I just recently read about this, i find it interesting.
A serial killer, popularly known as the Servant Girl Annihilator, preyed upon the city of Austin (1885 population approximately 17,000) during the years 1884 and 1885. The series of murders was referred to by contemporary sources as "The Servant Girl Murders." The December 26, 1885 issue of The New York Times reported that the "murders were committed by some cunning madman, who is insane on the subject of killing women."
According to Texas Monthly, seven females (five black, two white), and one black male were murdered. Additionally, six women and two men were seriously injured. All of the victims were attacked indoors while asleep in their beds. Five of the female victims were then dragged, unconscious but still alive, and killed outdoors. Three of the female victims were severely mutilated while outdoors. Only one of the murdered male victims was mutilated indoors. All of the victims were posed in a similar manner. Six of the murdered female victims had a "sharp object" inserted into their ears. The series of murders ended with the killing of two white women, Eula Phillips, age 17, and Susan Hancock, who was attacked while sleeping in the bed of her sixteen year-old daughter, on the night of 24 December 1885.
According to a page one article in the New York Times of December 26, 1885, four hundred men were arrested during the course of the year. According to Texas Monthly, powerful elected officials refused to believe that one man or one group of men was responsible for all of the murders. Only one of those arrested, James Phillips, was convicted of the murder of his wife. The conviction was later overturned.
Please pardon this long involved exegesis (hope that is the right term).
Under the section on this website's Message Boards, regarding Police Officials, I caught up with a two year old thread dealing with Inspector Moore, and a visit to see him by the American newspaper reporter Richard Harding Davis. The visit was in August 1889, and was reported by Davis when he returned to the U.S. It was noted and discussed at length in William T. Stead's Pall Mall Gazette for November 4, 1889 (which happens to be in this website's collection of newspaper clippings. My initial reason for dealing with this matter was that I had a biography on Richard Harding Davis entitled, "The Reporter Who Would Be King" by Arthur Lubow, published in 1992 by Charles Scribner's Sons, and that it referred somewhat to why Davis went to England in August 1889 (austensibly to cover a local Philadelphia Cricket team).
Naturally I read the entire Pall Mall Gazette article, most of which is based on an original article by Davis about how he interviewed Inspector Moore, and was taken by him to Whitechapel to see the locations of the murders. But in the course of the article, Moore mentioned to Davis a visit he got from the Chief of Police from Austin, Texas. The actual reason for this visit is never given, but one might assume the Austin Police Chief was comparing notes about the serial killings in 1885 in Austin with the 1888 Whitechapel murders.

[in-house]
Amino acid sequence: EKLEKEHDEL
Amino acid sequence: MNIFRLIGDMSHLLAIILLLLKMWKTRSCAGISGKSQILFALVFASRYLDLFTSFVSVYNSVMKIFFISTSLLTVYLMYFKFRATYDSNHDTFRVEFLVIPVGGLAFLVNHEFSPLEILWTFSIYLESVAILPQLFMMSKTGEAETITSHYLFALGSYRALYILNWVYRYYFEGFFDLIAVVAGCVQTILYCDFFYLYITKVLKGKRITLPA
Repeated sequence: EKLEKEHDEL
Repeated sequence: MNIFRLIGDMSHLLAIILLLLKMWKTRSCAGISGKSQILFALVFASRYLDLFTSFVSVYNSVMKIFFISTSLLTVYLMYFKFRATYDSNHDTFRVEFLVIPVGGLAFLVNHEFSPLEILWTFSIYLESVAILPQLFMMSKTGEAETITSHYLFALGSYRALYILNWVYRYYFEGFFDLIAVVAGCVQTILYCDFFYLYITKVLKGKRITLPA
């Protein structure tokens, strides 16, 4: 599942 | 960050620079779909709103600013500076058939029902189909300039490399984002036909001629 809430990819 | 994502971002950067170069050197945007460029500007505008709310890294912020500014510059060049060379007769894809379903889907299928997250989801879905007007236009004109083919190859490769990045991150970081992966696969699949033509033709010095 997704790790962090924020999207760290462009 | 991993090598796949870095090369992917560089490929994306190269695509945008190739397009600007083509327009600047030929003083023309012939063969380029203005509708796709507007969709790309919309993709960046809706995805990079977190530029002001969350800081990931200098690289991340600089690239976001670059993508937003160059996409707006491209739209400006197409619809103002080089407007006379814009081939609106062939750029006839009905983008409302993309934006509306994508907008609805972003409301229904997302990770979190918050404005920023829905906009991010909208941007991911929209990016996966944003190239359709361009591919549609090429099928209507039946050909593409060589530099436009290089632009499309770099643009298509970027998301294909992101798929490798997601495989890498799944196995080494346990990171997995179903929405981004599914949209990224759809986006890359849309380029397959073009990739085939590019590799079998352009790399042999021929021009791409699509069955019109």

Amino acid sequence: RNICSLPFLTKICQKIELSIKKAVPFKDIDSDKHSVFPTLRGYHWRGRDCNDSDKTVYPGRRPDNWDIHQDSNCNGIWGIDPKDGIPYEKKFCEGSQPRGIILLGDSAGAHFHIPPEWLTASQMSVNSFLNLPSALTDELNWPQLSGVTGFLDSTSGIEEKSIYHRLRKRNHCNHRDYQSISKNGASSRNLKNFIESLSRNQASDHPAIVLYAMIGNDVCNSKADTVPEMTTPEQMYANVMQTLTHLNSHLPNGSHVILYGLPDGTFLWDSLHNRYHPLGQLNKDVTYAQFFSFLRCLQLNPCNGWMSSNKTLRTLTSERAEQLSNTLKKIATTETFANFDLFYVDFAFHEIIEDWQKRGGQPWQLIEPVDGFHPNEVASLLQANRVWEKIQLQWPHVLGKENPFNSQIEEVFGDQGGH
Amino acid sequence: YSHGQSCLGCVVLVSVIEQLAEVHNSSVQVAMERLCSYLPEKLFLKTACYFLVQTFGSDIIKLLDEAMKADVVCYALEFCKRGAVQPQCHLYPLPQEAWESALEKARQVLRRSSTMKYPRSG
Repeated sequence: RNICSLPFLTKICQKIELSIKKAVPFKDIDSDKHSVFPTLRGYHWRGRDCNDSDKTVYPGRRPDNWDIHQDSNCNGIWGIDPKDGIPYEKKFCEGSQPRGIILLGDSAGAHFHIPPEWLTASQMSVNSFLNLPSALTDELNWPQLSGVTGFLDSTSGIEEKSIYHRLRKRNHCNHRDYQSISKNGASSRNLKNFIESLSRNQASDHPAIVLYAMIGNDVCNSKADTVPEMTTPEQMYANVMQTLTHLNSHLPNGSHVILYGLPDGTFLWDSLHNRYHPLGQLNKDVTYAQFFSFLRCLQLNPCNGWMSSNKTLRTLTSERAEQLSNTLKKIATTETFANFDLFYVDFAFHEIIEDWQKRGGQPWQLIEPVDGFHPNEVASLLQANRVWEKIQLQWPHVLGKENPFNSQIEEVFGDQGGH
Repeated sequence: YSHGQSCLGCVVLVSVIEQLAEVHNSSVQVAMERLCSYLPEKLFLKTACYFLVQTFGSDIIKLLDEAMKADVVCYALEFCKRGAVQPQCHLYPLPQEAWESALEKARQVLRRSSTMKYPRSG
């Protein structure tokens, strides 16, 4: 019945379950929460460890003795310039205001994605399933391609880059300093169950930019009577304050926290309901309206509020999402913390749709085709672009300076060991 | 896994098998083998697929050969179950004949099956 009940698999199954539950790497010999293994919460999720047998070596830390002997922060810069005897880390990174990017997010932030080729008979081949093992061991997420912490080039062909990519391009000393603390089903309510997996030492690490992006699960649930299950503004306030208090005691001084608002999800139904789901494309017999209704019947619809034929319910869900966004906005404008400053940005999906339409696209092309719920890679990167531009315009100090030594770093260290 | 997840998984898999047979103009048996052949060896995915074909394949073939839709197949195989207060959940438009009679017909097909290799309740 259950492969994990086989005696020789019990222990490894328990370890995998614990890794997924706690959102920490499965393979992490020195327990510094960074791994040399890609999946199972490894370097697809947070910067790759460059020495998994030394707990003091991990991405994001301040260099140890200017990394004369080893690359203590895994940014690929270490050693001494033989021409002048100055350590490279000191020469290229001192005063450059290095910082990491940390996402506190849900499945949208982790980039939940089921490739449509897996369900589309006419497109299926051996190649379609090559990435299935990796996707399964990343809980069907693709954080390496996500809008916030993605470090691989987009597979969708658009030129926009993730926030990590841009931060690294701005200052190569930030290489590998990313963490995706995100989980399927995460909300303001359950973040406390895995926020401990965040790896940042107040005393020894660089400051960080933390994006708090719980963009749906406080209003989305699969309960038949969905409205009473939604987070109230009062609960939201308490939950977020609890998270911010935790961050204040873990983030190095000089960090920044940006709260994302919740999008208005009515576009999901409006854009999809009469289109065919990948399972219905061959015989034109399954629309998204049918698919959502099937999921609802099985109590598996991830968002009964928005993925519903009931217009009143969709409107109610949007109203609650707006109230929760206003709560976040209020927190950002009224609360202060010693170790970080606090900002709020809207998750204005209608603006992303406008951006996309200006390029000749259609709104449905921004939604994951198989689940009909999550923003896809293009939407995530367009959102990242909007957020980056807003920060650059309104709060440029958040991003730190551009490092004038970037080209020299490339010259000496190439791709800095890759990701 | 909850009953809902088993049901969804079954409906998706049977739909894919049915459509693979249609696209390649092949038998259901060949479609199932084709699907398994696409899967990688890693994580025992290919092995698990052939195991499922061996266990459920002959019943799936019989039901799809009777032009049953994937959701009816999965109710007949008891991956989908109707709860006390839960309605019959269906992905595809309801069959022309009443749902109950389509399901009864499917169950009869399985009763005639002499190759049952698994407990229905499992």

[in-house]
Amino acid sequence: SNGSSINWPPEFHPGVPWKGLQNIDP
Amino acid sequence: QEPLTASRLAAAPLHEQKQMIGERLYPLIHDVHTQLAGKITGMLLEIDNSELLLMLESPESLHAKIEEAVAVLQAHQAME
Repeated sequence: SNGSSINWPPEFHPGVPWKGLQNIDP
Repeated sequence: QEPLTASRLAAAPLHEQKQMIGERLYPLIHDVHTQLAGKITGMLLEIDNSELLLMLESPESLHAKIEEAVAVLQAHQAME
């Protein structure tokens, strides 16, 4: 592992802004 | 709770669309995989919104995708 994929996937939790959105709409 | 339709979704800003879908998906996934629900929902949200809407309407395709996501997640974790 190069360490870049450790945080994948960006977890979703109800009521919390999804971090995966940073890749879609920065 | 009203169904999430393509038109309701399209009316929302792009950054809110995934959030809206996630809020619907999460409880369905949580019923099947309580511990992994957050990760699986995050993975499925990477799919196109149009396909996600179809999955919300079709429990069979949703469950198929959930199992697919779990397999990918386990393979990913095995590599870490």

This has always been the case that keeps me up at night, so thank for bringing it to my attention again :P
Everybody has something that wigs them out more than anything else. For my aunt, it's mucus, for my sister it's those halos they put on people who break their necks, boils get me, for my mom it's mid limb amputation, my dad can't even watch someone put contacts in he is so eye shy.
But nothing gives me cold shivers and makes my skin crawl more than sharp object ears I can't even type it without trying to cover my ears. I can't stand it. I want to throw my laptop across the room so I don't have to think about it anymore.
But that is a SUPER specific thing. That's not something people just do and don't care so much about it. That is up there with always taking a left eyeball, or carving Whitman poetry into a corpse. Super specific. If that one thing doesn't show up elsewhere, it means that killer doesn't kill elsewhere.
The early bird might get the worm, but the second mouse gets the cheese.
William Sydney Porter, better known as the short story writer O. Henry, was living in Austin at the time of the murders. Porter coined the term "Servant Girl Annihilators" in a May 10, 1885, letter addressed to his friend Dave Hall and later included in his anthology Rolling Stones: "Town is fearfully dull", wrote Porter, "except for the frequent raids of the Servant Girl Annihilators, who make things lively in the dull hours of the night...." However, no contemporary newspaper or published source referred to the murderer(s) as "The Servant Girl Annihilator."
In 2000, Steven Saylor published the novel A Twist at the End, which closely reconstructs the murders and the ensuing trials, with young William Sydney Porter playing a fictional role. The novel was published in the U.K. (as Honour the Dead) and has been translated into Portuguese and Hungarian.
I have the fictional account, "A Twist at the End" but haven't read it yet.
I found out about this case quite by accident.Austin is just up the road from me about 65 miles or so. The writer O.Henry also lived in San Antonio at one time. Whoever was the killer may have done the same thing in other places. Never have heard of any similar killings here in San Antonio.
Though i supposed if i went to the San Antonio Public Library and dug through the old newspaper files might turn something up.